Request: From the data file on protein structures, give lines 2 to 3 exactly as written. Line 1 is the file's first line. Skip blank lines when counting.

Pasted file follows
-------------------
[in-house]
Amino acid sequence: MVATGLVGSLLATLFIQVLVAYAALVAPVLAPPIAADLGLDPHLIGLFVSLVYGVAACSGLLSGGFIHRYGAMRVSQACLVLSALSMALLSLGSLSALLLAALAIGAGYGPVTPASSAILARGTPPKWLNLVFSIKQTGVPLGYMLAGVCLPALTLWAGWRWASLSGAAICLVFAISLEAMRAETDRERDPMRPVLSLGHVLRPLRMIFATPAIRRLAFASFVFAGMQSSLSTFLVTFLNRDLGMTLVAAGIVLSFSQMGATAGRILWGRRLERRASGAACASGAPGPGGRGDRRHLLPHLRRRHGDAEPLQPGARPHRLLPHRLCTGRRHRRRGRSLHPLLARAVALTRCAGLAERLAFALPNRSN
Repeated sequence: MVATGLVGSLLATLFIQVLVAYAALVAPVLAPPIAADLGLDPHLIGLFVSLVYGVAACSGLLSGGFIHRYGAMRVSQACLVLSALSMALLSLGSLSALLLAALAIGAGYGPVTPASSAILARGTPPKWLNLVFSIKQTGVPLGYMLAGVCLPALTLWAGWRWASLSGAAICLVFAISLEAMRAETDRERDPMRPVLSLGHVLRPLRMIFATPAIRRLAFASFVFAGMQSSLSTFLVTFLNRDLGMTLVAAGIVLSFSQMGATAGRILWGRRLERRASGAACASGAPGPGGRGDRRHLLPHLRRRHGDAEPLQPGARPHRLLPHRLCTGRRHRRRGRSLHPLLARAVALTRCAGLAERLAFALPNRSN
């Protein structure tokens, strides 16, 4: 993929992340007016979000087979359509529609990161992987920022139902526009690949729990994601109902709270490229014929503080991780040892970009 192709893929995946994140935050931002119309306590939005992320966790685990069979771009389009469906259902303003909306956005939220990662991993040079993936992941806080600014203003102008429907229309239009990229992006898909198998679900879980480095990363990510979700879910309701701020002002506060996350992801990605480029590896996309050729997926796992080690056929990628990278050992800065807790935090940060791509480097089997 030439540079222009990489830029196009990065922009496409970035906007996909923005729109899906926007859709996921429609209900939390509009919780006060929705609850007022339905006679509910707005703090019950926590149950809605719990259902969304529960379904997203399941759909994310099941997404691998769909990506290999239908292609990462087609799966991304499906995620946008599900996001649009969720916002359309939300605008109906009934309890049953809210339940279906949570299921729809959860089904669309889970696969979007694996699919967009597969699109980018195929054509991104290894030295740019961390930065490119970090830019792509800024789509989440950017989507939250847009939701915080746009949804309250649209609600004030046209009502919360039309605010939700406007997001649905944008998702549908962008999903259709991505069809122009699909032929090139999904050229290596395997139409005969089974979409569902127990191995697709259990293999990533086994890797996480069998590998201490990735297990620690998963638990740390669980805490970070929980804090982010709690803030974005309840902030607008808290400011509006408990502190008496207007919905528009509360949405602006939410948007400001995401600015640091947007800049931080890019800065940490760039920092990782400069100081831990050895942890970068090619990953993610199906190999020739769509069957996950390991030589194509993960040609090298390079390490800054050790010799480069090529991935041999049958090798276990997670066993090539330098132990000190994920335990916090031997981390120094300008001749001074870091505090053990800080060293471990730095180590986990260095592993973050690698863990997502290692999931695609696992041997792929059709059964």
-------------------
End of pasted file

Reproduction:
Amino acid sequence: MVATGLVGSLLATLFIQVLVAYAALVAPVLAPPIAADLGLDPHLIGLFVSLVYGVAACSGLLSGGFIHRYGAMRVSQACLVLSALSMALLSLGSLSALLLAALAIGAGYGPVTPASSAILARGTPPKWLNLVFSIKQTGVPLGYMLAGVCLPALTLWAGWRWASLSGAAICLVFAISLEAMRAETDRERDPMRPVLSLGHVLRPLRMIFATPAIRRLAFASFVFAGMQSSLSTFLVTFLNRDLGMTLVAAGIVLSFSQMGATAGRILWGRRLERRASGAACASGAPGPGGRGDRRHLLPHLRRRHGDAEPLQPGARPHRLLPHRLCTGRRHRRRGRSLHPLLARAVALTRCAGLAERLAFALPNRSN
Repeated sequence: MVATGLVGSLLATLFIQVLVAYAALVAPVLAPPIAADLGLDPHLIGLFVSLVYGVAACSGLLSGGFIHRYGAMRVSQACLVLSALSMALLSLGSLSALLLAALAIGAGYGPVTPASSAILARGTPPKWLNLVFSIKQTGVPLGYMLAGVCLPALTLWAGWRWASLSGAAICLVFAISLEAMRAETDRERDPMRPVLSLGHVLRPLRMIFATPAIRRLAFASFVFAGMQSSLSTFLVTFLNRDLGMTLVAAGIVLSFSQMGATAGRILWGRRLERRASGAACASGAPGPGGRGDRRHLLPHLRRRHGDAEPLQPGARPHRLLPHRLCTGRRHRRRGRSLHPLLARAVALTRCAGLAERLAFALPNRSN